And it shows. For Coca-Cola, Mother has created a series of intimate, humorous and most of all, human campaigns, particularly for Lilt and Dr Pepper. They share a quality that many Mother campaigns exhibit. I might describe it as "kitsch," and imply a criticism that the work is a little one-trick -- the kind of accusation flung at Cliff Freeman, for example. Saville, inevitably, has a different take. "There is a sense of irony and knowingness in our work," he argues. "The consumer knows the game. If you know the game too, it transcends the medium."
The Mother philosophy is best expressed in a tract from the Mother Bible, the latest in a long line of kitsch Mother marketing materials, this one in the style of a holy book. Mixed in with the Book of Robert and the Book of Stef is a description of what happens when advertising is allowed to overclaim for itself through "corporate showing off," which "leads one away from the truth. It leads clients and agencies alike to overblow the importance of the brand in their custody. A ready meal like Super Noodles becomes 'the reason Mum's kids love her.' Or a pint of beer transforms the average Joe into the life and soul of the pub. It is of course BOLLOCKS," says the Bible.
"It is Mother's view that only by admitting the limitations of a brand can you hope to have a mutually beneficial relationship with the customer," the good book continues. "So a pack of Super Noodles becomes a packet of nosh for when you are too lazy, rushed or, more likely, drunk to prepare proper food. In this instance," the Bible concludes, "the customer recognizes themselves and gives the advertiser the benefit of the doubt."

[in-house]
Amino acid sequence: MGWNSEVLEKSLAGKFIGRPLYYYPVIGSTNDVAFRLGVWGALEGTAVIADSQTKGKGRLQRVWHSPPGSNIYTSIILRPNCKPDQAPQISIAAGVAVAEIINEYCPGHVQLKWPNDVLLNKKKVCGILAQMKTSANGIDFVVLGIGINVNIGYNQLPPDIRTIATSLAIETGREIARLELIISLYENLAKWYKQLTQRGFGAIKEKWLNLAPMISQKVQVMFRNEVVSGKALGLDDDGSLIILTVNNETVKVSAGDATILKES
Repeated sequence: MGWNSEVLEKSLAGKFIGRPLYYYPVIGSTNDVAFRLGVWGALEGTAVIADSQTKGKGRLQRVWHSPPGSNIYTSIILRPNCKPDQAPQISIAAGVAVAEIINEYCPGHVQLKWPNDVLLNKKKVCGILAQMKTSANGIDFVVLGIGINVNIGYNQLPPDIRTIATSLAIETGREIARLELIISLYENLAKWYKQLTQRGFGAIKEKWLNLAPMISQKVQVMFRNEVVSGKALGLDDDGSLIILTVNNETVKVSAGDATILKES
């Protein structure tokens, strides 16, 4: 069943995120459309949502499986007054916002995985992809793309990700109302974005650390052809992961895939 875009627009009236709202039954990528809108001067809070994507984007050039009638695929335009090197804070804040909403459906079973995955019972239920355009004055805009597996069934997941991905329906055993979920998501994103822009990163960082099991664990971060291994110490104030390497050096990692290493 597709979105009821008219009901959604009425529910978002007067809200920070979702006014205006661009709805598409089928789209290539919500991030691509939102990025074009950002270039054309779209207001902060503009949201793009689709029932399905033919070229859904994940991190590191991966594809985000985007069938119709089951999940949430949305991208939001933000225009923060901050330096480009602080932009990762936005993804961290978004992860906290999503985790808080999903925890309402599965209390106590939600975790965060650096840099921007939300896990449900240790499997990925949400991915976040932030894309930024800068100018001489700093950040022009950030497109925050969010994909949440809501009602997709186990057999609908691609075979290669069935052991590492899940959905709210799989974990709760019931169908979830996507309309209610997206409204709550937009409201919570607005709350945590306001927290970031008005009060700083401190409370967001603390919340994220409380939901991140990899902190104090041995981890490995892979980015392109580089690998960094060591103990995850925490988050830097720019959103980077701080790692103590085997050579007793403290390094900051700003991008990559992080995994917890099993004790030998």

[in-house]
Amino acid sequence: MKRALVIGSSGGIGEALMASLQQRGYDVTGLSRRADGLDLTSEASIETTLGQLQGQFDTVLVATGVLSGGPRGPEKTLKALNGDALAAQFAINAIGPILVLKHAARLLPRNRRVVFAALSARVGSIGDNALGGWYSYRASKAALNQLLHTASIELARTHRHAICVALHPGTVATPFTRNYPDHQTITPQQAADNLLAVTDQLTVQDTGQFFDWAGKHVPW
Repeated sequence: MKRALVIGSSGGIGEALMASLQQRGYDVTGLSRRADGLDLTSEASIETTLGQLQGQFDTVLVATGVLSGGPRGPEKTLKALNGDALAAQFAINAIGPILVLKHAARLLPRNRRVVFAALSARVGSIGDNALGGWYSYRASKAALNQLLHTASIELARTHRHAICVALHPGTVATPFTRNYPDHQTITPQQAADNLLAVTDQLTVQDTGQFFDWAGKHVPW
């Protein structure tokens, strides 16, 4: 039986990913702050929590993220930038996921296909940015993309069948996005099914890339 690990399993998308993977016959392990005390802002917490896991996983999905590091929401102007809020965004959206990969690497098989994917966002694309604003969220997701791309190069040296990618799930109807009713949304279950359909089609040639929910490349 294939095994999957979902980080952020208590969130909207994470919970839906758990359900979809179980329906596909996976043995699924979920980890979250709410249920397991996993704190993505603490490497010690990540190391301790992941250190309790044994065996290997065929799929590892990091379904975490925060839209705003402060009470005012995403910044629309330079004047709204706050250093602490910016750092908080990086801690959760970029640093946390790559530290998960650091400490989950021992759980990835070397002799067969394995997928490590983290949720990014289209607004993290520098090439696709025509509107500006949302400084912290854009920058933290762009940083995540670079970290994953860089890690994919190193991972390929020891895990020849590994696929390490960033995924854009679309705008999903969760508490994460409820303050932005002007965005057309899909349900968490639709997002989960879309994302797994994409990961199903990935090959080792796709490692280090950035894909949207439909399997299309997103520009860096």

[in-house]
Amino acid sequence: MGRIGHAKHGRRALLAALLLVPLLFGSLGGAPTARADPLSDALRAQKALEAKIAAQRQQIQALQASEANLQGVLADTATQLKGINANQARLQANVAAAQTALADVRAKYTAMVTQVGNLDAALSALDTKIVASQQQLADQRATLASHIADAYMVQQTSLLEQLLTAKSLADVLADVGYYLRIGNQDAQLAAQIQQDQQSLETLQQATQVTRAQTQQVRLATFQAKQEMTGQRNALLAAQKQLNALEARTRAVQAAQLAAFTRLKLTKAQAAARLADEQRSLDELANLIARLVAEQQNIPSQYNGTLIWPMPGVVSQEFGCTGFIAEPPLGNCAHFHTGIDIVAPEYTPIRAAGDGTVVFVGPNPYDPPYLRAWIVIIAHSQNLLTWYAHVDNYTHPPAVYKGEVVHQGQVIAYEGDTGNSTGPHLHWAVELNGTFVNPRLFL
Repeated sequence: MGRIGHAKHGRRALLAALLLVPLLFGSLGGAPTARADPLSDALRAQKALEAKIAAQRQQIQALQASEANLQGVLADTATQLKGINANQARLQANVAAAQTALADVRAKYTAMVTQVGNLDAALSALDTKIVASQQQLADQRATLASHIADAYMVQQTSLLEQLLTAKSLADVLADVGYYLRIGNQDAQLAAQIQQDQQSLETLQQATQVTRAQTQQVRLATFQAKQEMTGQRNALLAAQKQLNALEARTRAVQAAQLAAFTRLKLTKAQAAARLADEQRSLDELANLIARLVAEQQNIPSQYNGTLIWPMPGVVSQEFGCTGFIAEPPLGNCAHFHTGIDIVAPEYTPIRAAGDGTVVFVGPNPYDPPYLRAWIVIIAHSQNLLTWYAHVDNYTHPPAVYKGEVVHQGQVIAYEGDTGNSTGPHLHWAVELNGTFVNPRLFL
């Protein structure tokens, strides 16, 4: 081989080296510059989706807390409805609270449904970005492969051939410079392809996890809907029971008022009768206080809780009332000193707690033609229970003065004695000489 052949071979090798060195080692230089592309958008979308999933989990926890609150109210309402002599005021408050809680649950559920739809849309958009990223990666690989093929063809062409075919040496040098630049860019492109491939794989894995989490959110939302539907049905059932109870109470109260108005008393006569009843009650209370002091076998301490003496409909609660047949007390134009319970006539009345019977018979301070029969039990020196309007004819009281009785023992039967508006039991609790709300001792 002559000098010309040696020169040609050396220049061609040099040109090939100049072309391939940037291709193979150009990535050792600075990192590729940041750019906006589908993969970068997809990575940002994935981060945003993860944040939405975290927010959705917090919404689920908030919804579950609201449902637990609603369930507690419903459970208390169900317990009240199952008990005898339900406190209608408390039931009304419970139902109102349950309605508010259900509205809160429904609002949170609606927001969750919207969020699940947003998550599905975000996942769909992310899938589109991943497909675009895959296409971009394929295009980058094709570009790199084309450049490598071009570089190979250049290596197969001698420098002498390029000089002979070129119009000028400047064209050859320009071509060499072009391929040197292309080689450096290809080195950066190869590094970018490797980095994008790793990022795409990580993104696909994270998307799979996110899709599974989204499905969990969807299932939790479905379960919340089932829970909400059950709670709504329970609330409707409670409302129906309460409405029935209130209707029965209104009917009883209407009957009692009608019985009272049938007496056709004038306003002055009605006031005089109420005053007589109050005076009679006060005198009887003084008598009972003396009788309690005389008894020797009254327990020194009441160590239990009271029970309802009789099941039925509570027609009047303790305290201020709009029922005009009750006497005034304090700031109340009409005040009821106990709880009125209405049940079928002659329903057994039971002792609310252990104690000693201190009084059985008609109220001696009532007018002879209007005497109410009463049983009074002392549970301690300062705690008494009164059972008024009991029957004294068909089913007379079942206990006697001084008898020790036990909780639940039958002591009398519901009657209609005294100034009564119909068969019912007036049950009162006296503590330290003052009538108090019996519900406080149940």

Put another way, says Saville, "it's better when consumers are on your side. Our work is very human and imperfect. People are more likely to love you that way. The stuff that gets through is the stuff that is warm and loved rather than revered by the creative community." It is a philosophy that can be seen through ITV Digital's knitted monkey, one of the cult U.K. characters of 2002. It all sounds a bit too good to be true. The partners point to Channel 5, the first client, as the least successful of their relationships. They parted after 18 months, still the largest account they've lost.
The future is about Mother's work traveling overseas: for Egg, won recently off HHCL & Partners, for Mars, and perhaps Dr Pepper. There is also interest in opening in New York, if they can find the right sort of like-minded partners. New York would be interesting, because Mother, despite its cosmopolitan staff, is extremely English by nature. The work really is heavily ironic, and -- by U.S. standards -- politically incorrect. The agency is also fending off the advances of WPP and the other big groups. "Mother would be the worst agency in the world in captivity," says one rueful rejected suitor. "And the truth is the agency already has the kind of clients that big agencies lure smaller agencies with, and it is already highly profitable -- another advantage of not having all those suits hoovering up the margins."
"Mother was a statement of intent," concludes Calcraft. "But success builds a luster. We are not creative luvvies, we are very pragmatic, but we know that in order to sell things you have to go the extra mile to make things different."